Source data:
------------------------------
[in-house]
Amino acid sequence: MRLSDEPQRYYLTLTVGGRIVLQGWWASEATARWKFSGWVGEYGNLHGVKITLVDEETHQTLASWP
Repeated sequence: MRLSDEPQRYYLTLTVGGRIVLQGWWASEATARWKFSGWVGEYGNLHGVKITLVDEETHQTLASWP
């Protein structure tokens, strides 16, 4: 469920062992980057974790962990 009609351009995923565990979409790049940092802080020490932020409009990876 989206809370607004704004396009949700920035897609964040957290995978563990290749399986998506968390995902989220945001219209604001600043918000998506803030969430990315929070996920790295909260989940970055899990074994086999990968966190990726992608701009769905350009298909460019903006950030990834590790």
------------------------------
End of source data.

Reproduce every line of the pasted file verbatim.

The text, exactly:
[in-house]
Amino acid sequence: MRLSDEPQRYYLTLTVGGRIVLQGWWASEATARWKFSGWVGEYGNLHGVKITLVDEETHQTLASWP
Repeated sequence: MRLSDEPQRYYLTLTVGGRIVLQGWWASEATARWKFSGWVGEYGNLHGVKITLVDEETHQTLASWP
């Protein structure tokens, strides 16, 4: 469920062992980057974790962990 009609351009995923565990979409790049940092802080020490932020409009990876 989206809370607004704004396009949700920035897609964040957290995978563990290749399986998506968390995902989220945001219209604001600043918000998506803030969430990315929070996920790295909260989940970055899990074994086999990968966190990726992608701009769905350009298909460019903006950030990834590790």